It should be noted that, upon passage of the low CO2, pretreated gas stream to the feed end of an adsorbent bed, the residual carbon dioxide and other impurities in the stream will be adsorbed so that a purified hydrogen stream is withdrawn from the product end of the bed. As will be appreciated by those skilled in the art, an adsorption front is formed in the bed and advances therein from the feed end toward the product end of the bed. In accordance with conventional practice, the passage of the gas stream to the bed is terminated while said adsorption front remains in the bed, i.e., before break-through of the front at the product end of the bed. The passage of the high CO2, unpretreated portion of the feed gas stream to the feed end of the bed is then commenced. A second adsorption front is created at the higher concentration and adsorption loading of carbon dioxide, with a purified hydrogen stream continuing to be withdrawn from the product end of the bed. The existence of the two adsorption fronts within the bed results in the PSA system being able to treat a larger quantity of feed gas, in the practice of the invention, while still requiring essentially only the same bed size as when all of the feed gas is pretreated for carbon dioxide removal.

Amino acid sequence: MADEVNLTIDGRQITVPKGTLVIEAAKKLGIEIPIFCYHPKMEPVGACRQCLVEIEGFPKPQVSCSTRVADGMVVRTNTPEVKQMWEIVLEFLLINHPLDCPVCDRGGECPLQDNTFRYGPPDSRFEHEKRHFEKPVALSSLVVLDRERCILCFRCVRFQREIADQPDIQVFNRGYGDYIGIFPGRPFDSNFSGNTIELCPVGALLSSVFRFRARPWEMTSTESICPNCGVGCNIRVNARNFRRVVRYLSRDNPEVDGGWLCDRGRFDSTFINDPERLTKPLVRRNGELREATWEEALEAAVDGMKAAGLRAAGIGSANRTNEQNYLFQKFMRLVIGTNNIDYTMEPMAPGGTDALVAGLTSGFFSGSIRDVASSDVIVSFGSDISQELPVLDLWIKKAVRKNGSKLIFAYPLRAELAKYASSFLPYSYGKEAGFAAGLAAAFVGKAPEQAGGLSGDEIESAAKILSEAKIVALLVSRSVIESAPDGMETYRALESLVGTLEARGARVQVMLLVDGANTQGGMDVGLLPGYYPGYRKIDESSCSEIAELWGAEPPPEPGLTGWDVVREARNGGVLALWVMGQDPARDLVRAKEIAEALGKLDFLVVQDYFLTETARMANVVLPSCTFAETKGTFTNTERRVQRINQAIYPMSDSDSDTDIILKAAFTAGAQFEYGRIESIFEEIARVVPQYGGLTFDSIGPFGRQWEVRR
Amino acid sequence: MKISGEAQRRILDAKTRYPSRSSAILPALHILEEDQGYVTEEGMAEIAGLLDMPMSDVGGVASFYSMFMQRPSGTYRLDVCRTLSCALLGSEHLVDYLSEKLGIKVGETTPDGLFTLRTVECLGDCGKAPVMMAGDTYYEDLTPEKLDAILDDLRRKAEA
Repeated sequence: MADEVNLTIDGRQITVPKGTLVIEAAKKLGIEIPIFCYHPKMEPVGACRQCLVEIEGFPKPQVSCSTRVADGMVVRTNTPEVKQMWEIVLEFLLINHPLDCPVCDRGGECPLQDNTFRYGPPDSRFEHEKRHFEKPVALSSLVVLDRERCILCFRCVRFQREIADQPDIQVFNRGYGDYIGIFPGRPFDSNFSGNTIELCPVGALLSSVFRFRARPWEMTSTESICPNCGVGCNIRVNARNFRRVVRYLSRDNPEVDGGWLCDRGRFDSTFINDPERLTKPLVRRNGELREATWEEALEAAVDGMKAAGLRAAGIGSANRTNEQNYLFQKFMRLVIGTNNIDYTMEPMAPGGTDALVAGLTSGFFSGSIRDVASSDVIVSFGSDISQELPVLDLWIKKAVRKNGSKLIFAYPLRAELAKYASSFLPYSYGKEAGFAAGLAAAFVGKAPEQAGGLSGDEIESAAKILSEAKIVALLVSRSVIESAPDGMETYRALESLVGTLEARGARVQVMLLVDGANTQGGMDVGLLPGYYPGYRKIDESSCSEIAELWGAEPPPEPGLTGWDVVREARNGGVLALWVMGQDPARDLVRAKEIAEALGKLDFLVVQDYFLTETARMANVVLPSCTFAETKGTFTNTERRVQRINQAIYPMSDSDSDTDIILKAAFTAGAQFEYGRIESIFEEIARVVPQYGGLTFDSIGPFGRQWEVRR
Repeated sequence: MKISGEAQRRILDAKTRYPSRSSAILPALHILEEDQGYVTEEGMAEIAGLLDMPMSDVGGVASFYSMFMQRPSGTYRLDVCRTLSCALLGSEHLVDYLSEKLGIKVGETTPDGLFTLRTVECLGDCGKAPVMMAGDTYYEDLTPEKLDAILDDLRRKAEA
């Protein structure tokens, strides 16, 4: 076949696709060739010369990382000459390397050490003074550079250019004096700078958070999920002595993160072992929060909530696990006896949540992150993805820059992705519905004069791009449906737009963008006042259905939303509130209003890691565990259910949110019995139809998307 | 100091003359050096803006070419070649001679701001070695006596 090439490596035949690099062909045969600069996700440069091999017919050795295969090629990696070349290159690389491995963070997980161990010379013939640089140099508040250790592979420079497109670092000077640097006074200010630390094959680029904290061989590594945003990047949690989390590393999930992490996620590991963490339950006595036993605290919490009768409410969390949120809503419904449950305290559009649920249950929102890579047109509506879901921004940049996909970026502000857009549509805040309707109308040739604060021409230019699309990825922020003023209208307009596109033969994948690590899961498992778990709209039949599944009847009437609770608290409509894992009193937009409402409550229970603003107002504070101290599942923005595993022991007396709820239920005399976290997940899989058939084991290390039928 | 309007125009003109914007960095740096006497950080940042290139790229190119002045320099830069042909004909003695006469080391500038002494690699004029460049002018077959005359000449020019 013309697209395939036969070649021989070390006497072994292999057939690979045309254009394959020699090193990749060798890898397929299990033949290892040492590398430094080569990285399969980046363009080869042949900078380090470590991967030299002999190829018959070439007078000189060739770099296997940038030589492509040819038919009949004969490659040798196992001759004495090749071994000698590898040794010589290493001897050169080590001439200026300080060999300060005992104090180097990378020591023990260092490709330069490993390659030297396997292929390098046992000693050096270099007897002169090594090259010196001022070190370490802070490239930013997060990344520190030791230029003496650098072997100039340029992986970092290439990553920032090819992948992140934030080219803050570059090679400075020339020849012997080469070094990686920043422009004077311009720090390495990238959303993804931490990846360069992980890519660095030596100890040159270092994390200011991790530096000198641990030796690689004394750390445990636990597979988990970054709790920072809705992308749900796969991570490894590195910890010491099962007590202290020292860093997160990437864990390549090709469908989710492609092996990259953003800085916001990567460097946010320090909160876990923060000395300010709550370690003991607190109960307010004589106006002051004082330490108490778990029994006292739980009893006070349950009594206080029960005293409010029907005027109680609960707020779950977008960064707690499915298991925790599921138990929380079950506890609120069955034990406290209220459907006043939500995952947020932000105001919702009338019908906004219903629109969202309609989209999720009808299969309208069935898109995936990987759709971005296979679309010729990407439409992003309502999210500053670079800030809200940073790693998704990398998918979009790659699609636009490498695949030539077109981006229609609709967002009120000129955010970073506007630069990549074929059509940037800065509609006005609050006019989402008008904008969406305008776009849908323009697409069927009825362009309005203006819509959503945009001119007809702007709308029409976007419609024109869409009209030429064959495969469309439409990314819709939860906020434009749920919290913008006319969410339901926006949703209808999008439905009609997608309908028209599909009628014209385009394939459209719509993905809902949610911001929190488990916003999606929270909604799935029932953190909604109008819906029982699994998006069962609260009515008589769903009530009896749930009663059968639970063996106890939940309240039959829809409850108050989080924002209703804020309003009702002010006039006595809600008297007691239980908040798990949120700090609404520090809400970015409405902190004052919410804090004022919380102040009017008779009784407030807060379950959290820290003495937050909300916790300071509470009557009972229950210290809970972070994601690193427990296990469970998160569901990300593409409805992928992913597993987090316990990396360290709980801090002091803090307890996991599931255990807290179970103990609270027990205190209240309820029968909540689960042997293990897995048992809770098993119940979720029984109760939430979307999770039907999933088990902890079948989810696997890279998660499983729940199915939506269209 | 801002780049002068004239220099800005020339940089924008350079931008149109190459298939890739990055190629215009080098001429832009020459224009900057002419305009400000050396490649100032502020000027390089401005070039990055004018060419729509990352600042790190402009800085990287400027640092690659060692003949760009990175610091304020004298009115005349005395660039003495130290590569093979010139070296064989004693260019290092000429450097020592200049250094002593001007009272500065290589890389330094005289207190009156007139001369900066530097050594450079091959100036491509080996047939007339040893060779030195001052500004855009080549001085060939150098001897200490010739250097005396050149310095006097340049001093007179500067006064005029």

EXAMPLE